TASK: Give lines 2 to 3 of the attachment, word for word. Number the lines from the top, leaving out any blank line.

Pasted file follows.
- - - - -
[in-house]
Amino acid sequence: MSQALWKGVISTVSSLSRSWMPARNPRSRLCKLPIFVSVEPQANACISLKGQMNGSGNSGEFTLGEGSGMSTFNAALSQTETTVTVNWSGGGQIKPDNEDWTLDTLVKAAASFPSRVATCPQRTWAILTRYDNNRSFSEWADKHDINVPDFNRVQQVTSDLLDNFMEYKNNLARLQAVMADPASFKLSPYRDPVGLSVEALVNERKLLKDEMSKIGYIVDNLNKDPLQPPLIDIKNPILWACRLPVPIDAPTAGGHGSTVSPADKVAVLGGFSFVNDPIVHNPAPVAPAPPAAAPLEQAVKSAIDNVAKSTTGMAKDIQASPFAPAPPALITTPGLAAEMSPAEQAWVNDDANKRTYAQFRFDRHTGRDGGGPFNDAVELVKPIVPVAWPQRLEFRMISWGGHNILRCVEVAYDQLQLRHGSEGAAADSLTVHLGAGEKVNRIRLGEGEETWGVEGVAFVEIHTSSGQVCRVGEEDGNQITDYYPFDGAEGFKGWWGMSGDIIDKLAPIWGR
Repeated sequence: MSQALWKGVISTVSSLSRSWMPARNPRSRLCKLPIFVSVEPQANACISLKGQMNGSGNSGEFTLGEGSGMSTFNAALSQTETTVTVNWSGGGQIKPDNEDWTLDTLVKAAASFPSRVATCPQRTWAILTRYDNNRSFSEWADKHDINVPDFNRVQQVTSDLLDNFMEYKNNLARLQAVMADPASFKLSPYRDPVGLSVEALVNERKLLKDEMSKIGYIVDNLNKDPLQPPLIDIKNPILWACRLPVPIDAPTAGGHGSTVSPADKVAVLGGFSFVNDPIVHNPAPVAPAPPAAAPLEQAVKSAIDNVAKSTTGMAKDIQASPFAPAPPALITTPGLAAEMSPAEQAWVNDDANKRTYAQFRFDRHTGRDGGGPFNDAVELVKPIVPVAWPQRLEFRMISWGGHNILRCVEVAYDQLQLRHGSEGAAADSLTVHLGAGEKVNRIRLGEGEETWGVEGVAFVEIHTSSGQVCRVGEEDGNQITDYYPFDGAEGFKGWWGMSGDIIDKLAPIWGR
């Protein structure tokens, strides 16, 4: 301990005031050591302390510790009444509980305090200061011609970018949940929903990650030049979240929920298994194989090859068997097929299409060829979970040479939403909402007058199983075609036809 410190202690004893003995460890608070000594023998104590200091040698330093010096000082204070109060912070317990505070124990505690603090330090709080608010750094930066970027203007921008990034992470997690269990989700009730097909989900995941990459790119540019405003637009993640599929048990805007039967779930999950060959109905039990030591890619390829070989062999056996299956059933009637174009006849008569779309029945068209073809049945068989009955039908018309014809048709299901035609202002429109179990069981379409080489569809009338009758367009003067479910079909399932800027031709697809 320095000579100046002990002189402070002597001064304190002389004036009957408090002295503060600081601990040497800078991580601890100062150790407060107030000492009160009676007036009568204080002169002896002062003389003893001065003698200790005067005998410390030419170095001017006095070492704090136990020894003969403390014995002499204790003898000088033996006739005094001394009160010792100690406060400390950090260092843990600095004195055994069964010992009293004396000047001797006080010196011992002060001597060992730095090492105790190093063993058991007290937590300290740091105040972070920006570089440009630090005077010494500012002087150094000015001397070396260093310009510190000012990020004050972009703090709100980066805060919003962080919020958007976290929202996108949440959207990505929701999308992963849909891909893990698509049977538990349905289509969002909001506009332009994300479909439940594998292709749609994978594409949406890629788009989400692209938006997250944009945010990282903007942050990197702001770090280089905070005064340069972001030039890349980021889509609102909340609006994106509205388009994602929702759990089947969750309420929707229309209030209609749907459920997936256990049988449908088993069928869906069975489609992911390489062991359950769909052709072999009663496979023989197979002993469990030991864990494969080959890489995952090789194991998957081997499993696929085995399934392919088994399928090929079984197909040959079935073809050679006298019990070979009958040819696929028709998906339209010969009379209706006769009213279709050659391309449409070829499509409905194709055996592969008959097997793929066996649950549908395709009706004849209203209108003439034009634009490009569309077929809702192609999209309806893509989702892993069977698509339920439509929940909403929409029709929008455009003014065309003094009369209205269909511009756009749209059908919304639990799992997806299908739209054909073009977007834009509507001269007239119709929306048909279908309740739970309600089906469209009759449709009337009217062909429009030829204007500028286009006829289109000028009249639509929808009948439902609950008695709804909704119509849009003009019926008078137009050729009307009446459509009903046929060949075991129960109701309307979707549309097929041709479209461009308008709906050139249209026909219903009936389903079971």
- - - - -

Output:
Amino acid sequence: MSQALWKGVISTVSSLSRSWMPARNPRSRLCKLPIFVSVEPQANACISLKGQMNGSGNSGEFTLGEGSGMSTFNAALSQTETTVTVNWSGGGQIKPDNEDWTLDTLVKAAASFPSRVATCPQRTWAILTRYDNNRSFSEWADKHDINVPDFNRVQQVTSDLLDNFMEYKNNLARLQAVMADPASFKLSPYRDPVGLSVEALVNERKLLKDEMSKIGYIVDNLNKDPLQPPLIDIKNPILWACRLPVPIDAPTAGGHGSTVSPADKVAVLGGFSFVNDPIVHNPAPVAPAPPAAAPLEQAVKSAIDNVAKSTTGMAKDIQASPFAPAPPALITTPGLAAEMSPAEQAWVNDDANKRTYAQFRFDRHTGRDGGGPFNDAVELVKPIVPVAWPQRLEFRMISWGGHNILRCVEVAYDQLQLRHGSEGAAADSLTVHLGAGEKVNRIRLGEGEETWGVEGVAFVEIHTSSGQVCRVGEEDGNQITDYYPFDGAEGFKGWWGMSGDIIDKLAPIWGR
Repeated sequence: MSQALWKGVISTVSSLSRSWMPARNPRSRLCKLPIFVSVEPQANACISLKGQMNGSGNSGEFTLGEGSGMSTFNAALSQTETTVTVNWSGGGQIKPDNEDWTLDTLVKAAASFPSRVATCPQRTWAILTRYDNNRSFSEWADKHDINVPDFNRVQQVTSDLLDNFMEYKNNLARLQAVMADPASFKLSPYRDPVGLSVEALVNERKLLKDEMSKIGYIVDNLNKDPLQPPLIDIKNPILWACRLPVPIDAPTAGGHGSTVSPADKVAVLGGFSFVNDPIVHNPAPVAPAPPAAAPLEQAVKSAIDNVAKSTTGMAKDIQASPFAPAPPALITTPGLAAEMSPAEQAWVNDDANKRTYAQFRFDRHTGRDGGGPFNDAVELVKPIVPVAWPQRLEFRMISWGGHNILRCVEVAYDQLQLRHGSEGAAADSLTVHLGAGEKVNRIRLGEGEETWGVEGVAFVEIHTSSGQVCRVGEEDGNQITDYYPFDGAEGFKGWWGMSGDIIDKLAPIWGR